How Kepler Vision helps elderly facility patients get the right care by giving back time to their caregivers

Case study
Kepler website new
An aging population is putting greater demands on the healthcare sector. Staff in care facilities are already stretched, and the COVID-19 pandemic has upped that pressure. How to optimally care for patients while also looking after the wellbeing of their caregivers is a challenge as the world gets older – not just year after year, but also as birth rates decline and people live longer.

Preventing falls and other potentially harmful incidents among elderly and ailing patients is the responsibility of care facilities. Pull chords and body devices can cause false alarms, disturbing patients during their night’s rest and distracting caregivers from patients in need while adding stress to their shifts.

Kepler Vision Technologies develops artificial intelligence solutions that aid in healthcare using vision-based human activity recognition software. Its software known as the Kepler Night Nurse analyzes nighttime video streams of patients in elderly facilities to monitor if they need assistance and, if so, to alert the staff. Key to the high-end software is that it is intelligent enough to recognize real incidents versus false alarms. Headquartered in Amsterdam, the company has so far received 3.9 million euros in startup investment and currently employs 15 experts in machine learning, computer vision, and healthcare.

To accurately register patient falls within 60 seconds of occurrence – with a swift response sometimes proving to be a matter of life and death in such falls – Kepler Vision needed an IT solution with 100% uptime. The solution needed to be not only simple to implement, but also efficient in transmitting information to the appropriate caregivers and easy for them to use. At the same time, it needed to ensure patient data privacy and security.

To scale up its business in the Netherlands and internationally, Kepler Vision wanted a solution that could be quickly and securely scaled to process up to thousands of vision sensors per facility and at a growing number of facilities.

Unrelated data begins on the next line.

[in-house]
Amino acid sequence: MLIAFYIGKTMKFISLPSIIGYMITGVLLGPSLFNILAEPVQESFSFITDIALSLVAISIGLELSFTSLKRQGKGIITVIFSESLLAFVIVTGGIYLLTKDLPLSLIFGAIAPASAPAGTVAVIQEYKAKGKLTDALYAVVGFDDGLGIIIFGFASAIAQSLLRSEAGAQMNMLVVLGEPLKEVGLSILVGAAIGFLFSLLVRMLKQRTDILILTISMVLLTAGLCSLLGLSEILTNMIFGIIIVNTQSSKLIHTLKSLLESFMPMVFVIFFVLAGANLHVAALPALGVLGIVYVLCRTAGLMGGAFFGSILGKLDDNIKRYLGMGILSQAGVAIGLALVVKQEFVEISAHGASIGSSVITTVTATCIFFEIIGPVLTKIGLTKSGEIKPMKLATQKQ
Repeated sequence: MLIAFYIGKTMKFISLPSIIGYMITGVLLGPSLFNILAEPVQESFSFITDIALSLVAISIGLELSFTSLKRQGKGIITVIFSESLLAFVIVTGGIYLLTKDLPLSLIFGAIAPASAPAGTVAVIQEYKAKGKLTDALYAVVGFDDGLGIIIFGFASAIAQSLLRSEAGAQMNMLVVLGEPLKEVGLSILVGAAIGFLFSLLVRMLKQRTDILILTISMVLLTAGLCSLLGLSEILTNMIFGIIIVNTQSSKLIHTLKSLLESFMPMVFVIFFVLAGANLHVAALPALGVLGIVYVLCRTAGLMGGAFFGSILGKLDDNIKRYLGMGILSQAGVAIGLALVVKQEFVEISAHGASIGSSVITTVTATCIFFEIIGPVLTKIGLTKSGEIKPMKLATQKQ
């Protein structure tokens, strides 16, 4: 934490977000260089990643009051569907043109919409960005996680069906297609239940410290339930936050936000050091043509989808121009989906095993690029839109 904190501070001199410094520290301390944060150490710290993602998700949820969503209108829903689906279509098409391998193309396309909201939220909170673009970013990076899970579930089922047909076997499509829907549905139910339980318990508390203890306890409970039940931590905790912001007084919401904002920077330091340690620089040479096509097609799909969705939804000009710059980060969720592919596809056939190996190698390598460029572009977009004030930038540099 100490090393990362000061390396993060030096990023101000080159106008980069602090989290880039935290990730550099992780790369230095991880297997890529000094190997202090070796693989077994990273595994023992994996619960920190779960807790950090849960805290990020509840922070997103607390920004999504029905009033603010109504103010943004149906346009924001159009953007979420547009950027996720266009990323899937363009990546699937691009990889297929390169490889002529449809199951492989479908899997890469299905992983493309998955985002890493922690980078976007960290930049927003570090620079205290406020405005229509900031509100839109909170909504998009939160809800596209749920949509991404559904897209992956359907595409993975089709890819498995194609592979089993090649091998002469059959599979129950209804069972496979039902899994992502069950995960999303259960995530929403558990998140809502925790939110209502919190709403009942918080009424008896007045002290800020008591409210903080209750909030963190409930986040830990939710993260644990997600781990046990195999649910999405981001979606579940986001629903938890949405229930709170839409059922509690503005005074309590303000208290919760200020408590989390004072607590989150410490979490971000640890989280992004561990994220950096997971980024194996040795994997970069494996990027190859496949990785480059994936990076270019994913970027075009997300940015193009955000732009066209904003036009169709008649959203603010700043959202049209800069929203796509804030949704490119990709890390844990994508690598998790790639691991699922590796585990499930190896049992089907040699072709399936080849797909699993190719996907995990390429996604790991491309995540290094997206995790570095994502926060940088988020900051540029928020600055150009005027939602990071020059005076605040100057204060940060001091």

“After evaluating a series of managed services providers, it became apparent that Schuberg Philis is the only provider guaranteeing 100% uptime of mission-critical applications, which is crucial for ensuring patient safety at care facilities using the Kepler Night Nurse solution. This partnership will enable us to scale quickly at a time when protecting elderly patients and relieving pressure on care staff has never been more important.”

Harro Stokman, CEO and founder of Kepler Vision

We created an IT solution for the Kepler Night Nurse that unifies the multiple and thus complicating forms of care facility automation that are often used within a single institution. Our solution deploys edge technology, meaning it runs on a device for local analysis and the data does not get transferred over the internet, but stays within a facility’s protected network. That, in turn, makes it simple to implement anywhere, even if a facility lacks the necessary bandwidth and technological basis. We could keep the Kepler Night Nurse up and running with relative ease and speed because the care facilities already used the public cloud and its ecosystem was equipped to integrate AI. Only sensors and software review the video stream images, which saves caregivers from having to do this work while also respecting patient privacy.

Whereas in the past, nearly 90% of alarm reports turned out to be false in a number of elderly facilities, locations using Kepler Vision with our solution expect the rate of alarm to fall from 3,000 to between just 60 and 80 per night. What’s more, the solution can scale data processing quickly and securely to potentially hundreds or thousands of sensors per institution. This solution has also helped increase the knowledge and experience of combining machine learning and artificial intelligence for mission-critical operations to software solutions developed for other care settings. It can also apply these learnings to other industries. For example, the vision-based human activity recognition software vision could monitor worker falls in heavy industry locations, where large machines and noise make it harder to report or detect injuries, or ensure that staff are wearing personal protective equipment.

Schubergphilis website portret Roeland

Want to know more?

Contact Roeland Kuipers.